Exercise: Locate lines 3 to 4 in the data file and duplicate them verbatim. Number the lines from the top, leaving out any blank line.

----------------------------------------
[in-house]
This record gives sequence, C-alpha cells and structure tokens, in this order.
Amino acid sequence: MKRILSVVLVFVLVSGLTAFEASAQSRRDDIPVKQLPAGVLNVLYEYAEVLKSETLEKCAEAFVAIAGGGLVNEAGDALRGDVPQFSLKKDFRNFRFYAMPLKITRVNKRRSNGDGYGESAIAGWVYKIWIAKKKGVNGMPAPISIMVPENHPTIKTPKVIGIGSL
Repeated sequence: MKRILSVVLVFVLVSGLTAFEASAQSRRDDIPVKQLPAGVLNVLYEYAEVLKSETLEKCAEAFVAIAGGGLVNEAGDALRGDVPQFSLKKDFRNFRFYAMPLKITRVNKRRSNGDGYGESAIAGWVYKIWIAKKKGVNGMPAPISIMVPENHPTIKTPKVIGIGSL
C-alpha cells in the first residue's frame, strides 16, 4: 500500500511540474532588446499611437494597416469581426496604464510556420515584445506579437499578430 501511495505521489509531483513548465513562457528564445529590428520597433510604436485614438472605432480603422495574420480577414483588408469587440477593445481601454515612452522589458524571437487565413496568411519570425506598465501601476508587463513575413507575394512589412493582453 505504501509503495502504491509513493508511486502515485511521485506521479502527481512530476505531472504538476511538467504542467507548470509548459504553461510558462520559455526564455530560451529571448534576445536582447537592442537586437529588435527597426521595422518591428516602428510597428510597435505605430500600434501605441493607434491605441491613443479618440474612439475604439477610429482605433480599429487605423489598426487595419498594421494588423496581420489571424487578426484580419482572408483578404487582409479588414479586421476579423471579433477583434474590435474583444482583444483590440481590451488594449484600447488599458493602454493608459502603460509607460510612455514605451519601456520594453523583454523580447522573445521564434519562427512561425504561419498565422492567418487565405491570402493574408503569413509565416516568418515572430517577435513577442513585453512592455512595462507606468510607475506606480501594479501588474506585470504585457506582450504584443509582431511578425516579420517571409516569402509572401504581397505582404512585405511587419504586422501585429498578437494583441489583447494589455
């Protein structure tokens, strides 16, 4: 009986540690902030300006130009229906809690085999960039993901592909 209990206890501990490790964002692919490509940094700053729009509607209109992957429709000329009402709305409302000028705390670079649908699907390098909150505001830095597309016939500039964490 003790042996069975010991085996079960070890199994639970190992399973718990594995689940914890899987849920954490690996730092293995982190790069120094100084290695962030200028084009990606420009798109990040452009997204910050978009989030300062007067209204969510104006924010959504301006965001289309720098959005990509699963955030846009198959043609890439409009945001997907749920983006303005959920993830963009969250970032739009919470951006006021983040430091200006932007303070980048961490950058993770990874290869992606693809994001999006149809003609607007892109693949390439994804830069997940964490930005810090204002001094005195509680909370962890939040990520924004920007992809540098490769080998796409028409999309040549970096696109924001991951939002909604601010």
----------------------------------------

Amino acid sequence: MKRILSVVLVFVLVSGLTAFEASAQSRRDDIPVKQLPAGVLNVLYEYAEVLKSETLEKCAEAFVAIAGGGLVNEAGDALRGDVPQFSLKKDFRNFRFYAMPLKITRVNKRRSNGDGYGESAIAGWVYKIWIAKKKGVNGMPAPISIMVPENHPTIKTPKVIGIGSL
Repeated sequence: MKRILSVVLVFVLVSGLTAFEASAQSRRDDIPVKQLPAGVLNVLYEYAEVLKSETLEKCAEAFVAIAGGGLVNEAGDALRGDVPQFSLKKDFRNFRFYAMPLKITRVNKRRSNGDGYGESAIAGWVYKIWIAKKKGVNGMPAPISIMVPENHPTIKTPKVIGIGSL